NEW YORK — “The second wave is here” and New Yorkers need to be more cautious about outdoor gatherings, the chair of the City Council's health committee warned Tuesday evening.
“We are entering a tougher new phase with community spread now, really throughout the city,” Councilman Mark Levine said in an interview with Inside City Hall anchor Errol Louis. “So I think we are going to have to be more cautious, even about outdoor gatherings, than we have been over the summer and fall months when things were more stable in New York City. It really is time for all of us to be more cautious.”
Gov. Andrew Cuomo announced Tuesday that the state’s daily positivity rate had reached 3% for the first time since May 26. The city’s daily coronavirus positivity rate is 2.9% and the seven-day average is 2.3%, much higher than it’s been for months, according to Mayor Bill de Blasio.
The numbers are steadily on the rise in New York, although at a higher rate upstate. Both Western and Central New York have also seen COVID-19-positive cases of 5.7%, based on tests conducted in the last 24 hours, according to state officials. Cuomo continued to point to New York's relatively low infection rate compared to most states in the country.
While de Blasio argues a second wave is dangerously close, Levine says the data show we’re already in a second wave.
“Every single metric we have, from cases to positivity to hospitalizations and I’m even sorry to say, most painfully, fatalities — every one of those measures is up sharply, in some cases by four or five times since September. And the number of cases just in the last seven days is up 50% in New York City,” Levine said. “So the second wave is here, and we need New Yorkers to adjust to that and start working again to flatten the curve.”
As a result, Levine says, people need to be warned that they should work from home, dine indoors judiciously, and get tested regularly.
It’s unclear if statewide lockdowns are imminent. On Monday, de Blasio said the state should consider taking a look at indoor dining, which resumed not even two months ago, now that the positivity rate is above 2%. Lockdowns were recently reimposed in parts of Brooklyn and Queens after infection rates spiked in some neighborhoods. Many of those hot spots have since seen restriction eased.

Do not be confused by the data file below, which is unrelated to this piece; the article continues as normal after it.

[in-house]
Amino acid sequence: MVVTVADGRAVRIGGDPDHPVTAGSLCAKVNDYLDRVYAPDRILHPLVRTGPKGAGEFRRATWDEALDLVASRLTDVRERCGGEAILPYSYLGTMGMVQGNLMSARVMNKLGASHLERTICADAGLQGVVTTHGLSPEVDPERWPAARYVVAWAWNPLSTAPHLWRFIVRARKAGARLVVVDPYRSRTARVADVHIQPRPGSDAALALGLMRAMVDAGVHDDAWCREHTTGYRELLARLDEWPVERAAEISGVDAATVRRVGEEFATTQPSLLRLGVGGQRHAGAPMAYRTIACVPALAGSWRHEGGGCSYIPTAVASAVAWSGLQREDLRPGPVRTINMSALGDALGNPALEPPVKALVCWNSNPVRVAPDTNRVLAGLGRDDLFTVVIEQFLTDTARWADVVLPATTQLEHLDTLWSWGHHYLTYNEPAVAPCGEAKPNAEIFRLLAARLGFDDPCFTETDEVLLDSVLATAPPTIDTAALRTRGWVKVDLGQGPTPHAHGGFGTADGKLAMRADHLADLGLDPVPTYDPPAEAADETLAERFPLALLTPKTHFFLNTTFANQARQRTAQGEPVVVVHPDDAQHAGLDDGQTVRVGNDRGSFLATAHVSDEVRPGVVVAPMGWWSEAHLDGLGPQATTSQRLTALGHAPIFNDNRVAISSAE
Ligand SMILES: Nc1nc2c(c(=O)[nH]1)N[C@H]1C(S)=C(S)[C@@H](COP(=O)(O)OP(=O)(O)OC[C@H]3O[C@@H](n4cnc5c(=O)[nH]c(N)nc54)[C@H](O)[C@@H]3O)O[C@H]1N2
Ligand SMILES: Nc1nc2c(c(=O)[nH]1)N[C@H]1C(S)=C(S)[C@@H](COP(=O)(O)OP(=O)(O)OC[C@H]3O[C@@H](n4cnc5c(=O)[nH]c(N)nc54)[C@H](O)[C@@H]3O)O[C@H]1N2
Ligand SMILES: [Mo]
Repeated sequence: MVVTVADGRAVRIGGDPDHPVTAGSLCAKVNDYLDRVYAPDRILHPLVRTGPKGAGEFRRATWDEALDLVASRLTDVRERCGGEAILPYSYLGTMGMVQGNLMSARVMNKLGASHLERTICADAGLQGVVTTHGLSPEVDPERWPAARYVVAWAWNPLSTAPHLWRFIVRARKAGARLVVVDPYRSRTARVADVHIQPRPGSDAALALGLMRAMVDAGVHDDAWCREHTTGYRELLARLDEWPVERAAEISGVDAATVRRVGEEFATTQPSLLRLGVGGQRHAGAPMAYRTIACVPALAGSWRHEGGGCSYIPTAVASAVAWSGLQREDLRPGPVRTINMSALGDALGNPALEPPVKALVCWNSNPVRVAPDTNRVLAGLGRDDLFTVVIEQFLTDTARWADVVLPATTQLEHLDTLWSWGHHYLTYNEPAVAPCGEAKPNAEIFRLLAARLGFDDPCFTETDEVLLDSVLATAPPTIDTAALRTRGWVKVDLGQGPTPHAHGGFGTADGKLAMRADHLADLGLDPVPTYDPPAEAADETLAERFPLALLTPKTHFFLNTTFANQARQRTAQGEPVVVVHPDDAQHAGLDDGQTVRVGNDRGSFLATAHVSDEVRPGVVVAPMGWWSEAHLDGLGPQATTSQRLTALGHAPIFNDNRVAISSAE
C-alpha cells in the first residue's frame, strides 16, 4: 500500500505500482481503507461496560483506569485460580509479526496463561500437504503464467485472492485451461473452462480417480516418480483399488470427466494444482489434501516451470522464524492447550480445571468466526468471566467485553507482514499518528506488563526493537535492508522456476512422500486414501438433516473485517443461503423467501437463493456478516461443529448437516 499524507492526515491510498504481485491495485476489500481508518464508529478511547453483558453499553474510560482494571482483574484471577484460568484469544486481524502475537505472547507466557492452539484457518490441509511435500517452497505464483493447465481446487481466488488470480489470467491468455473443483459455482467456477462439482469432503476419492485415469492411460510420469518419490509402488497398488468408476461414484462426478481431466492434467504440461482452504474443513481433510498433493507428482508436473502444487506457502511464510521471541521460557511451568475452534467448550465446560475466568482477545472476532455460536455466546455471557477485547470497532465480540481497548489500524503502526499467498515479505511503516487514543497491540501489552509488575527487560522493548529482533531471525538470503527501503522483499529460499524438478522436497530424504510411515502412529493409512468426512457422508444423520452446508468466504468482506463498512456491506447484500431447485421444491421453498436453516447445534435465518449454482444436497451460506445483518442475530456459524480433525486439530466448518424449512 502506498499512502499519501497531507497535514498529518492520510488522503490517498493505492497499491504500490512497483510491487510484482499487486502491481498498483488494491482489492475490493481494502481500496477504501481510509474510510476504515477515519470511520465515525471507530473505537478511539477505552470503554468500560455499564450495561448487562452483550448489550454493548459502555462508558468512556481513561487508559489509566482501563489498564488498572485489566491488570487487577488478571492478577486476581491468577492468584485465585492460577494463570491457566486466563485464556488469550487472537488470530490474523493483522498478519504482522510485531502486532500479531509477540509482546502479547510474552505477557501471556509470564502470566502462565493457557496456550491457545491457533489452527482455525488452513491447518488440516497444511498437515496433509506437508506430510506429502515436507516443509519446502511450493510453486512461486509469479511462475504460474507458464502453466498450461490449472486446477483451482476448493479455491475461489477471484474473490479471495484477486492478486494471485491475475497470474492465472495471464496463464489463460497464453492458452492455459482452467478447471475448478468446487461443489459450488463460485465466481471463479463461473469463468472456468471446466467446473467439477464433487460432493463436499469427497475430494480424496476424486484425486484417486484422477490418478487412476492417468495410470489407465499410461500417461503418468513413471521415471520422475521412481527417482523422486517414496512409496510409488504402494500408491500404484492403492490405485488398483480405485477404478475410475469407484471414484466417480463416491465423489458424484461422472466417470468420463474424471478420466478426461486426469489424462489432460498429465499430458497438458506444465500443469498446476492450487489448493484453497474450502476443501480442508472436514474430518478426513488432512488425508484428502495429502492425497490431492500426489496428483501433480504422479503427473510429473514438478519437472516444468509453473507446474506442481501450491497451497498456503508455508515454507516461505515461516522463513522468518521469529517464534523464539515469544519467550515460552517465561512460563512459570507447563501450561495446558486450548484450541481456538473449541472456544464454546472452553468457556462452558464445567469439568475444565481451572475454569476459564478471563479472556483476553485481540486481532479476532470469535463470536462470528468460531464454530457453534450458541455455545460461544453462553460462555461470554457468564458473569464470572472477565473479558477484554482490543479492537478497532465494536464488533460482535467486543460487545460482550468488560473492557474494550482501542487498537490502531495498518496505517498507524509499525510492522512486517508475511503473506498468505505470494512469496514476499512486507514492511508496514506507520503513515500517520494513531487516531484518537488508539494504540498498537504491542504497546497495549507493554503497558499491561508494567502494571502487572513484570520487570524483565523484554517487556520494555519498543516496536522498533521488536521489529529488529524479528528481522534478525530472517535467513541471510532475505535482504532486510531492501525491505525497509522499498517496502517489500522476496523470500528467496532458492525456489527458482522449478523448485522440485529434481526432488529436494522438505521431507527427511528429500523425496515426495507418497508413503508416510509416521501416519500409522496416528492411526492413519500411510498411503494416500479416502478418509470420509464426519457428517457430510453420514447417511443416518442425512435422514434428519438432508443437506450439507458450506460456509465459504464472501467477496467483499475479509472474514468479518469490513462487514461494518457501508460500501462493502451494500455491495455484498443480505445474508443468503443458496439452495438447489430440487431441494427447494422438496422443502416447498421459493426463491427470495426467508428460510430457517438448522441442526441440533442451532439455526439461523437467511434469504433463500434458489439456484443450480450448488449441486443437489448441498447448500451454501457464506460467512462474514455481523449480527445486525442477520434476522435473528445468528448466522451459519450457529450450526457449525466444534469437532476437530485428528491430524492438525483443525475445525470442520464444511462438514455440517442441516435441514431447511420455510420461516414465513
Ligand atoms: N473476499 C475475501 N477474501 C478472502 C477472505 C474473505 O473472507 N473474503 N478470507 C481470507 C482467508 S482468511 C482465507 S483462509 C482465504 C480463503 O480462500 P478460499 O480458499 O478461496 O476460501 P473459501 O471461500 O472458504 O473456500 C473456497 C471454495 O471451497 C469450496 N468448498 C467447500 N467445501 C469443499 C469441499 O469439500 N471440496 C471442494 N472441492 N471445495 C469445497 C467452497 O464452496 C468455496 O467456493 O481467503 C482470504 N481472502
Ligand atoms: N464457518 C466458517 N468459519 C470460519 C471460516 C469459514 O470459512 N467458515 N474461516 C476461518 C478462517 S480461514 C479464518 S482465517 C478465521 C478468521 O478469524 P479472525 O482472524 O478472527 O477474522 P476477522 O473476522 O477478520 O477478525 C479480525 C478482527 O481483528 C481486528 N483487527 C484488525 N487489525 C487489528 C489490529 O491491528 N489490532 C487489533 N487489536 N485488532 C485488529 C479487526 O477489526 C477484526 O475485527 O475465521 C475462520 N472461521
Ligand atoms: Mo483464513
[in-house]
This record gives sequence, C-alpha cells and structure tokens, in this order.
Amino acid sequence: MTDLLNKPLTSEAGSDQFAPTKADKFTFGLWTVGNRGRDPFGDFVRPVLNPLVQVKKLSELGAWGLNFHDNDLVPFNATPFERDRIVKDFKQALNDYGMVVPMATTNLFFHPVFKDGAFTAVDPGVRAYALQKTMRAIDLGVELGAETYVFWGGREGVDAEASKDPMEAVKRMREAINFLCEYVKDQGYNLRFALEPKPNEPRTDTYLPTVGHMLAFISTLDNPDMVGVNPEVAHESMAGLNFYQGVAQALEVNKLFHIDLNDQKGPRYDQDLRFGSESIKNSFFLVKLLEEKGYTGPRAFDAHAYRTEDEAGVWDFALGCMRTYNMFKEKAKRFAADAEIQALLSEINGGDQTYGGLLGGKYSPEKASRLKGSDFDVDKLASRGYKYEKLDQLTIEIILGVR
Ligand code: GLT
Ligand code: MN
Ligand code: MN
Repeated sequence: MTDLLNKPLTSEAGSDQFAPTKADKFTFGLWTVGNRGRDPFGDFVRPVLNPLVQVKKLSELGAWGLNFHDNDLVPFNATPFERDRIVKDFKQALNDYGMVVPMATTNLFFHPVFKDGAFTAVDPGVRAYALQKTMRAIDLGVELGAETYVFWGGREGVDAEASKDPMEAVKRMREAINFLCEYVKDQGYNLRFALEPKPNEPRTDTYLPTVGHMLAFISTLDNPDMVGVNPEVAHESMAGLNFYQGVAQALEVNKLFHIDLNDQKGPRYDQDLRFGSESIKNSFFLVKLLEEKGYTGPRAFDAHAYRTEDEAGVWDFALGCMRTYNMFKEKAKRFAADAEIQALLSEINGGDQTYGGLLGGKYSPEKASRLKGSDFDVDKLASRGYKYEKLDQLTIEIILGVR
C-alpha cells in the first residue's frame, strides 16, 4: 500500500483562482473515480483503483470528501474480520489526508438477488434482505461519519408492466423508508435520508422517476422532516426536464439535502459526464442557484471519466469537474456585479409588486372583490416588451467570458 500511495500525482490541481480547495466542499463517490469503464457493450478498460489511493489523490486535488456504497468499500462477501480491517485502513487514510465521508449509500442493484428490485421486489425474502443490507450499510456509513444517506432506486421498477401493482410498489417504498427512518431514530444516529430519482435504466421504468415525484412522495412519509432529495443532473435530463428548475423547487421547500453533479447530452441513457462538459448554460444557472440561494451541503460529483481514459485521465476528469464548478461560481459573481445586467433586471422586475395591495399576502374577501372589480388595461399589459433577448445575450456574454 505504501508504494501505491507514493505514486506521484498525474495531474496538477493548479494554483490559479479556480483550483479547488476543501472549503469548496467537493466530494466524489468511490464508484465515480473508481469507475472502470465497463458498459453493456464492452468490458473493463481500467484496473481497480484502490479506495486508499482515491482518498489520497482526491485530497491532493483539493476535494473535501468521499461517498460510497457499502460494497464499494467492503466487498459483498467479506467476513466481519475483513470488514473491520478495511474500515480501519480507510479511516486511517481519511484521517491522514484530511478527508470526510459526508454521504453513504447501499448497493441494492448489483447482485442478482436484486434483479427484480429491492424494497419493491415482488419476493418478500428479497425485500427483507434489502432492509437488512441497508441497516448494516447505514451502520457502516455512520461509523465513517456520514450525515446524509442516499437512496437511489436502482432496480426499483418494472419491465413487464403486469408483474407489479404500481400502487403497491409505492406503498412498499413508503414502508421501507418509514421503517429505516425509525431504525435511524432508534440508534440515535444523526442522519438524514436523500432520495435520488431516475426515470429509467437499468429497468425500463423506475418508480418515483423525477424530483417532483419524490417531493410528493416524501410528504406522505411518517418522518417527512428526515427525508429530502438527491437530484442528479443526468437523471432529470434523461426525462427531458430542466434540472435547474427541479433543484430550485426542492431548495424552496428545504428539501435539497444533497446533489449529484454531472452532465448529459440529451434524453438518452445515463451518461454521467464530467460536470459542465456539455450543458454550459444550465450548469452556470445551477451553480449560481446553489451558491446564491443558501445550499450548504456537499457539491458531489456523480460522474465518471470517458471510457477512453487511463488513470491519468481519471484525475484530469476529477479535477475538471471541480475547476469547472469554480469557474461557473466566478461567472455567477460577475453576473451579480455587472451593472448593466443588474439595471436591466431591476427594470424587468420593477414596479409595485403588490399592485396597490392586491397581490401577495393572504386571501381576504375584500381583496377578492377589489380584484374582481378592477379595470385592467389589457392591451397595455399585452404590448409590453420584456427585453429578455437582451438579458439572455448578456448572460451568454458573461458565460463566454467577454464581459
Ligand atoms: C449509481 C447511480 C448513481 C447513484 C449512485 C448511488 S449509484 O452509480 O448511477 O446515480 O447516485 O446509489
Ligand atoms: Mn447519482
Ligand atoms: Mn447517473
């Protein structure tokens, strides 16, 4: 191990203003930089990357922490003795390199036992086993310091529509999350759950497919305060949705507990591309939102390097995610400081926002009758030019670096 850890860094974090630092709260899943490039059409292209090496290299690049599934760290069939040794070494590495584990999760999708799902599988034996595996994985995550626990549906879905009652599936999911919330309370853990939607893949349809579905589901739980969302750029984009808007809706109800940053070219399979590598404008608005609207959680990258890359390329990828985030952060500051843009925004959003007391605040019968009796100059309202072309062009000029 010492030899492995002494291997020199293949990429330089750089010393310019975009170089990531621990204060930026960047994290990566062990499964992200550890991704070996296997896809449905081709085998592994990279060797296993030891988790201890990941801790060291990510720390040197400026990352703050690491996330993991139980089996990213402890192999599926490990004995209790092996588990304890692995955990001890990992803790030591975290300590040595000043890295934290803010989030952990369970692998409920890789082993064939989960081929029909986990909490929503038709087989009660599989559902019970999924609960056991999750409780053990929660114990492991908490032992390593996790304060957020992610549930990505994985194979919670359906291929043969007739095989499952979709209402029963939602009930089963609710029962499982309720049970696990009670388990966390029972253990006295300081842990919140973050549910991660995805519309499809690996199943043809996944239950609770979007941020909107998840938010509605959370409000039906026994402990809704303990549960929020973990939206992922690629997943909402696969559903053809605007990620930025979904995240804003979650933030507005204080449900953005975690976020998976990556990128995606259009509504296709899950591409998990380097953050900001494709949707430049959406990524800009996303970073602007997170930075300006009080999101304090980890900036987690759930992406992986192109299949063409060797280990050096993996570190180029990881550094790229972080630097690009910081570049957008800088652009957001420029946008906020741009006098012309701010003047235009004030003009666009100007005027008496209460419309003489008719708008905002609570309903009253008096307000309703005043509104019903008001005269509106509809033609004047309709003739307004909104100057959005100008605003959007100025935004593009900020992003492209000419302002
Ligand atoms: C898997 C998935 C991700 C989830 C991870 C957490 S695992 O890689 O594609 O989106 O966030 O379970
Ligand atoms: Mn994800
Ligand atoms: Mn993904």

But one change that may be imminent is city schools going fully remote. If the city’s seven-day average of positive COVID-19 tests reaches 3% — which it is close to hitting — schools will shut down.
“At the pace we’re going, we’ll pass 3% on a seven-day average by Thanksgiving, maybe sooner. We do have a chance, I think, to flatten that curve if we can start to hunker down more, just by taking more precautions as a city,” Levine said. “But I think it’s time to start preparing for the logistics involved in transitioning to fully-distanced learning. That’s not the kind of thing we should have to do from one day to the next. There are all sorts of challenges from staffing to hardware to communications with parents and families.”
Levine said the city should at least start planning for the transition into fully remote learning.
The good news, the councilman says — good news echoed by other officials and medical experts — is that the city is in better shape to tackle the second wave than it was in the spring. With hospitals less strained over the past several months as hospitalizations dipped dramatically, they have been able to stockpile on Personal Protective Equipment (PPE), which they were desperate for in the spring. Levine also points out that the city’s daily testing capacity is about 80,000, double what it’s doing right now.
But the disease can still be deadly, and the councilman thinks some New Yorkers have become complacent because of the calm summer:
“It’s very frustrating how often I hear people say, ‘No, it’s mutated, it’s more mild now. People aren’t dying anymore.’ Yesterday, we lost 32 people in New York state. That’s the number of fatalities,” Levine said. “It’s just dangerous that people don’t understand that we really have to respect coronavirus. This is still a very serious problem.”
Watch the full interview above.
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